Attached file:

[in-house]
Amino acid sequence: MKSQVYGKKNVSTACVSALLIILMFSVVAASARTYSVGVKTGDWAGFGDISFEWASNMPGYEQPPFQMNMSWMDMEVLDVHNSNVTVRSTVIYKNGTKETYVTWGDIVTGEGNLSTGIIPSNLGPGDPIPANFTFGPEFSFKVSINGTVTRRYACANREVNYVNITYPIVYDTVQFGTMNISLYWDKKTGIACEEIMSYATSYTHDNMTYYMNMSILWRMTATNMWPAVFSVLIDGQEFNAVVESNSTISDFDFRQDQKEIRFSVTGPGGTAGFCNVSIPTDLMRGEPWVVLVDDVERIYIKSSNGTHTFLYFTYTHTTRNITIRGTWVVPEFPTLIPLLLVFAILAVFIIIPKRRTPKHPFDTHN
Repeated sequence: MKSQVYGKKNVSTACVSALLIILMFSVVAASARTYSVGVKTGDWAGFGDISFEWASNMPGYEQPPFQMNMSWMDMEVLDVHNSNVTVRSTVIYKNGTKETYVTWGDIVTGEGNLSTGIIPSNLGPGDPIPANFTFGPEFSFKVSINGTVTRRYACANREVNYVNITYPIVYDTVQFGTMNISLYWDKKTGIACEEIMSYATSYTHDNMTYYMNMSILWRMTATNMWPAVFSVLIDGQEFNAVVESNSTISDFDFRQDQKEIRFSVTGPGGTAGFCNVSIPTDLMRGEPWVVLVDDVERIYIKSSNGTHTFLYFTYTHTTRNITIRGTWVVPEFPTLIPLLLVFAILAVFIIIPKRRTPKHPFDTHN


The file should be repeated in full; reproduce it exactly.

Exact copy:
[in-house]
Amino acid sequence: MKSQVYGKKNVSTACVSALLIILMFSVVAASARTYSVGVKTGDWAGFGDISFEWASNMPGYEQPPFQMNMSWMDMEVLDVHNSNVTVRSTVIYKNGTKETYVTWGDIVTGEGNLSTGIIPSNLGPGDPIPANFTFGPEFSFKVSINGTVTRRYACANREVNYVNITYPIVYDTVQFGTMNISLYWDKKTGIACEEIMSYATSYTHDNMTYYMNMSILWRMTATNMWPAVFSVLIDGQEFNAVVESNSTISDFDFRQDQKEIRFSVTGPGGTAGFCNVSIPTDLMRGEPWVVLVDDVERIYIKSSNGTHTFLYFTYTHTTRNITIRGTWVVPEFPTLIPLLLVFAILAVFIIIPKRRTPKHPFDTHN
Repeated sequence: MKSQVYGKKNVSTACVSALLIILMFSVVAASARTYSVGVKTGDWAGFGDISFEWASNMPGYEQPPFQMNMSWMDMEVLDVHNSNVTVRSTVIYKNGTKETYVTWGDIVTGEGNLSTGIIPSNLGPGDPIPANFTFGPEFSFKVSINGTVTRRYACANREVNYVNITYPIVYDTVQFGTMNISLYWDKKTGIACEEIMSYATSYTHDNMTYYMNMSILWRMTATNMWPAVFSVLIDGQEFNAVVESNSTISDFDFRQDQKEIRFSVTGPGGTAGFCNVSIPTDLMRGEPWVVLVDDVERIYIKSSNGTHTFLYFTYTHTTRNITIRGTWVVPEFPTLIPLLLVFAILAVFIIIPKRRTPKHPFDTHN